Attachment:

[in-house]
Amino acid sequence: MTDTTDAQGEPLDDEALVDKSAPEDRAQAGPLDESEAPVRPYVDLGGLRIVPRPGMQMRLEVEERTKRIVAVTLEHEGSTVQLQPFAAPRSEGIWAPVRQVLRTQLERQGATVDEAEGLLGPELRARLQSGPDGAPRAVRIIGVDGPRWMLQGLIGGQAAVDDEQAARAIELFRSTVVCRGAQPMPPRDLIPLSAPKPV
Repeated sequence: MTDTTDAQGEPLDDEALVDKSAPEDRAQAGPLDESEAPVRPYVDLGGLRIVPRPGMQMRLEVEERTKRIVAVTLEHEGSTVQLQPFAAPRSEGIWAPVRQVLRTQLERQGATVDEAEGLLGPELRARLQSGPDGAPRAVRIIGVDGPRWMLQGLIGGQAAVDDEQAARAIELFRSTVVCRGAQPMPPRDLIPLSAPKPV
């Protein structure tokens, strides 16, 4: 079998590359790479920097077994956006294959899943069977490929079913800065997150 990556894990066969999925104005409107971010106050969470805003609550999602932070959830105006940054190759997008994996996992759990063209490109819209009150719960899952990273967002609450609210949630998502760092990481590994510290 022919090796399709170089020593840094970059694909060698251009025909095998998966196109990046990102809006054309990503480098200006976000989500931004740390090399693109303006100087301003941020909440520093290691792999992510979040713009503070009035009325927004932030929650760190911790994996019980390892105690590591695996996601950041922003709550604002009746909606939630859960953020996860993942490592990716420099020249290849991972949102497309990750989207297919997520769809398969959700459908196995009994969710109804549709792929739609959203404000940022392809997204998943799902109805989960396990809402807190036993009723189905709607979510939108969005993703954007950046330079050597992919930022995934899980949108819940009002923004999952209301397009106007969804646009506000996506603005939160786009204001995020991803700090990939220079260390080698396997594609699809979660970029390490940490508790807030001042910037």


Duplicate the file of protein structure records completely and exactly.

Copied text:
[in-house]
Amino acid sequence: MTDTTDAQGEPLDDEALVDKSAPEDRAQAGPLDESEAPVRPYVDLGGLRIVPRPGMQMRLEVEERTKRIVAVTLEHEGSTVQLQPFAAPRSEGIWAPVRQVLRTQLERQGATVDEAEGLLGPELRARLQSGPDGAPRAVRIIGVDGPRWMLQGLIGGQAAVDDEQAARAIELFRSTVVCRGAQPMPPRDLIPLSAPKPV
Repeated sequence: MTDTTDAQGEPLDDEALVDKSAPEDRAQAGPLDESEAPVRPYVDLGGLRIVPRPGMQMRLEVEERTKRIVAVTLEHEGSTVQLQPFAAPRSEGIWAPVRQVLRTQLERQGATVDEAEGLLGPELRARLQSGPDGAPRAVRIIGVDGPRWMLQGLIGGQAAVDDEQAARAIELFRSTVVCRGAQPMPPRDLIPLSAPKPV
């Protein structure tokens, strides 16, 4: 079998590359790479920097077994956006294959899943069977490929079913800065997150 990556894990066969999925104005409107971010106050969470805003609550999602932070959830105006940054190759997008994996996992759990063209490109819209009150719960899952990273967002609450609210949630998502760092990481590994510290 022919090796399709170089020593840094970059694909060698251009025909095998998966196109990046990102809006054309990503480098200006976000989500931004740390090399693109303006100087301003941020909440520093290691792999992510979040713009503070009035009325927004932030929650760190911790994996019980390892105690590591695996996601950041922003709550604002009746909606939630859960953020996860993942490592990716420099020249290849991972949102497309990750989207297919997520769809398969959700459908196995009994969710109804549709792929739609959203404000940022392809997204998943799902109805989960396990809402807190036993009723189905709607979510939108969005993703954007950046330079050597992919930022995934899980949108819940009002923004999952209301397009106007969804646009506000996506603005939160786009204001995020991803700090990939220079260390080698396997594609699809979660970029390490940490508790807030001042910037």